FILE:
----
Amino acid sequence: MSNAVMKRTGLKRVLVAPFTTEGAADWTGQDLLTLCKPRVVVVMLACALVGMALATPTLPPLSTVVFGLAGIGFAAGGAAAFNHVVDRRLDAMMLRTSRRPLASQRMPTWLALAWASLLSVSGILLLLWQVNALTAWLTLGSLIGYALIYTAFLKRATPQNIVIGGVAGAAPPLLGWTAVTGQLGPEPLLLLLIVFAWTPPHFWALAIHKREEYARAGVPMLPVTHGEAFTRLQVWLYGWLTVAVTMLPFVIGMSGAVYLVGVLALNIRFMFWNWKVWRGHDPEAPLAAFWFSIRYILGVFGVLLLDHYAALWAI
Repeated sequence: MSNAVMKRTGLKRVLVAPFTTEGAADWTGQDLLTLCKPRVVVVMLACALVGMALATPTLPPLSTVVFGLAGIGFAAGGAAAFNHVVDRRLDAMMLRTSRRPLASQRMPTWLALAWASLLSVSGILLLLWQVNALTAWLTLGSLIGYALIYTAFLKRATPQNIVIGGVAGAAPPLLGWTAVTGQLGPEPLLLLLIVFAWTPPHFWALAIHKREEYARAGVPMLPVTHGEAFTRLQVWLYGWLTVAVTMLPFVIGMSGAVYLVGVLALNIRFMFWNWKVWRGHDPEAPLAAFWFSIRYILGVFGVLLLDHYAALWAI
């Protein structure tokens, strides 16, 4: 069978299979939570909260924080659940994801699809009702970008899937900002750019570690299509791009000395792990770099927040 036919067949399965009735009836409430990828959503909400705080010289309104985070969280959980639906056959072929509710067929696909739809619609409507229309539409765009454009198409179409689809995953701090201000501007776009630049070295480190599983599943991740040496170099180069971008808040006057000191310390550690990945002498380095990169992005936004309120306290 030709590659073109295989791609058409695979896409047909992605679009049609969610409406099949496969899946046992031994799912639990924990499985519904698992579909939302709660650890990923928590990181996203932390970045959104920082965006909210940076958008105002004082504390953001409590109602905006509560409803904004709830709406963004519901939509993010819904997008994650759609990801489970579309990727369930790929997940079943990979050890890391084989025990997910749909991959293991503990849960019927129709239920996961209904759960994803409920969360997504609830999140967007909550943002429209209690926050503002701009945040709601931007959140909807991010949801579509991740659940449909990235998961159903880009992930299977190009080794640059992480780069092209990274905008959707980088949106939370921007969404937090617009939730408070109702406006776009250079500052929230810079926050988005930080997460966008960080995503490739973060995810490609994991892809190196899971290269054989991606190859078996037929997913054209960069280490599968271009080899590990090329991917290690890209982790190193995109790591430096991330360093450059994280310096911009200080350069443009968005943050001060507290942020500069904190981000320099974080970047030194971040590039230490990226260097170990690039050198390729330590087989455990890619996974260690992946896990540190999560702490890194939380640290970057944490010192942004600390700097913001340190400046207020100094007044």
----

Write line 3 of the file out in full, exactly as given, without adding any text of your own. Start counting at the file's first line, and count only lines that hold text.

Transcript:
């Protein structure tokens, strides 16, 4: 069978299979939570909260924080659940994801699809009702970008899937900002750019570690299509791009000395792990770099927040 036919067949399965009735009836409430990828959503909400705080010289309104985070969280959980639906056959072929509710067929696909739809619609409507229309539409765009454009198409179409689809995953701090201000501007776009630049070295480190599983599943991740040496170099180069971008808040006057000191310390550690990945002498380095990169992005936004309120306290 030709590659073109295989791609058409695979896409047909992605679009049609969610409406099949496969899946046992031994799912639990924990499985519904698992579909939302709660650890990923928590990181996203932390970045959104920082965006909210940076958008105002004082504390953001409590109602905006509560409803904004709830709406963004519901939509993010819904997008994650759609990801489970579309990727369930790929997940079943990979050890890391084989025990997910749909991959293991503990849960019927129709239920996961209904759960994803409920969360997504609830999140967007909550943002429209209690926050503002701009945040709601931007959140909807991010949801579509991740659940449909990235998961159903880009992930299977190009080794640059992480780069092209990274905008959707980088949106939370921007969404937090617009939730408070109702406006776009250079500052929230810079926050988005930080997460966008960080995503490739973060995810490609994991892809190196899971290269054989991606190859078996037929997913054209960069280490599968271009080899590990090329991917290690890209982790190193995109790591430096991330360093450059994280310096911009200080350069443009968005943050001060507290942020500069904190981000320099974080970047030194971040590039230490990226260097170990690039050198390729330590087989455990890619996974260690992946896990540190999560702490890194939380640290970057944490010192942004600390700097913001340190400046207020100094007044």